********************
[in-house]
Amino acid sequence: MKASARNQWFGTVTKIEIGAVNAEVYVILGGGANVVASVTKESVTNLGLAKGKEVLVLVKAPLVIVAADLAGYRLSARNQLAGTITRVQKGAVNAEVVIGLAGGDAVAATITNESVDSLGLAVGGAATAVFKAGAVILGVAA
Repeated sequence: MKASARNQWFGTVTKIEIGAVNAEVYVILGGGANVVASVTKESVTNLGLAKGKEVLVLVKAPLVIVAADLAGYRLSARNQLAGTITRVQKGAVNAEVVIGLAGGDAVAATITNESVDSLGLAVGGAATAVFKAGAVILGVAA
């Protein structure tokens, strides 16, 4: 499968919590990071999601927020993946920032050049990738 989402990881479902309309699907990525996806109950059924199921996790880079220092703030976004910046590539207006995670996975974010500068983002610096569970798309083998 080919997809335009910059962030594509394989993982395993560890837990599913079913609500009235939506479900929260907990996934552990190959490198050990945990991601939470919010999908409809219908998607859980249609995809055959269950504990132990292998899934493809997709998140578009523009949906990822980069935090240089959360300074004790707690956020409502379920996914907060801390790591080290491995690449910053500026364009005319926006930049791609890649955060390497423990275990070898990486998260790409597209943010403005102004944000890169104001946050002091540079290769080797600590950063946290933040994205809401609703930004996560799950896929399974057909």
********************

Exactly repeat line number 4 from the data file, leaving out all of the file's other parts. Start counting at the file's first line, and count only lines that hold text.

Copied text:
């Protein structure tokens, strides 16, 4: 499968919590990071999601927020993946920032050049990738 989402990881479902309309699907990525996806109950059924199921996790880079220092703030976004910046590539207006995670996975974010500068983002610096569970798309083998 080919997809335009910059962030594509394989993982395993560890837990599913079913609500009235939506479900929260907990996934552990190959490198050990945990991601939470919010999908409809219908998607859980249609995809055959269950504990132990292998899934493809997709998140578009523009949906990822980069935090240089959360300074004790707690956020409502379920996914907060801390790591080290491995690449910053500026364009005319926006930049791609890649955060390497423990275990070898990486998260790409597209943010403005102004944000890169104001946050002091540079290769080797600590950063946290933040994205809401609703930004996560799950896929399974057909």